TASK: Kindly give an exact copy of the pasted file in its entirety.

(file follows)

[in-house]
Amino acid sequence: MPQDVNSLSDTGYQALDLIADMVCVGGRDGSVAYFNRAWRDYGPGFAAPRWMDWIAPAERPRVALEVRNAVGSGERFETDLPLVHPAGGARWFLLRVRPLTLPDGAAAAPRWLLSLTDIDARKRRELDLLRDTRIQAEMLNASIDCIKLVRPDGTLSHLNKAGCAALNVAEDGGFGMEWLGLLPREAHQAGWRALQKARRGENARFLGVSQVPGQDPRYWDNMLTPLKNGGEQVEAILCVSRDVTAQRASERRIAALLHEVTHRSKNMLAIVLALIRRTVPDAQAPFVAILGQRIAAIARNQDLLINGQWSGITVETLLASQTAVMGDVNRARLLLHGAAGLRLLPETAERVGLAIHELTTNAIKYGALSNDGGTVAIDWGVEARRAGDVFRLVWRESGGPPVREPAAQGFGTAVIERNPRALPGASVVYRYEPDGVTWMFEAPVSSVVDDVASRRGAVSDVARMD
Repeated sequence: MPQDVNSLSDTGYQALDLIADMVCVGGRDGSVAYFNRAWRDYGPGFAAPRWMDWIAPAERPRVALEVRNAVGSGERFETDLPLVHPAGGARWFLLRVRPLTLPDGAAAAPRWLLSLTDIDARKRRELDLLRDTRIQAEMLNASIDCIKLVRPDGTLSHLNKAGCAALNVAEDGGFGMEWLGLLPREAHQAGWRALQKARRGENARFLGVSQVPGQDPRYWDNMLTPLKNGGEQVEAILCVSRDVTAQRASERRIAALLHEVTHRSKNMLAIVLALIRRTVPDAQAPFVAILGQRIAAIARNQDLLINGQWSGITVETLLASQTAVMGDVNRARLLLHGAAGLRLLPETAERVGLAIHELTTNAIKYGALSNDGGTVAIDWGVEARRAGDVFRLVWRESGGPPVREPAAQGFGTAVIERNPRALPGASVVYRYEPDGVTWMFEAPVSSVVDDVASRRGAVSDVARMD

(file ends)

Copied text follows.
[in-house]
Amino acid sequence: MPQDVNSLSDTGYQALDLIADMVCVGGRDGSVAYFNRAWRDYGPGFAAPRWMDWIAPAERPRVALEVRNAVGSGERFETDLPLVHPAGGARWFLLRVRPLTLPDGAAAAPRWLLSLTDIDARKRRELDLLRDTRIQAEMLNASIDCIKLVRPDGTLSHLNKAGCAALNVAEDGGFGMEWLGLLPREAHQAGWRALQKARRGENARFLGVSQVPGQDPRYWDNMLTPLKNGGEQVEAILCVSRDVTAQRASERRIAALLHEVTHRSKNMLAIVLALIRRTVPDAQAPFVAILGQRIAAIARNQDLLINGQWSGITVETLLASQTAVMGDVNRARLLLHGAAGLRLLPETAERVGLAIHELTTNAIKYGALSNDGGTVAIDWGVEARRAGDVFRLVWRESGGPPVREPAAQGFGTAVIERNPRALPGASVVYRYEPDGVTWMFEAPVSSVVDDVASRRGAVSDVARMD
Repeated sequence: MPQDVNSLSDTGYQALDLIADMVCVGGRDGSVAYFNRAWRDYGPGFAAPRWMDWIAPAERPRVALEVRNAVGSGERFETDLPLVHPAGGARWFLLRVRPLTLPDGAAAAPRWLLSLTDIDARKRRELDLLRDTRIQAEMLNASIDCIKLVRPDGTLSHLNKAGCAALNVAEDGGFGMEWLGLLPREAHQAGWRALQKARRGENARFLGVSQVPGQDPRYWDNMLTPLKNGGEQVEAILCVSRDVTAQRASERRIAALLHEVTHRSKNMLAIVLALIRRTVPDAQAPFVAILGQRIAAIARNQDLLINGQWSGITVETLLASQTAVMGDVNRARLLLHGAAGLRLLPETAERVGLAIHELTTNAIKYGALSNDGGTVAIDWGVEARRAGDVFRLVWRESGGPPVREPAAQGFGTAVIERNPRALPGASVVYRYEPDGVTWMFEAPVSSVVDDVASRRGAVSDVARMD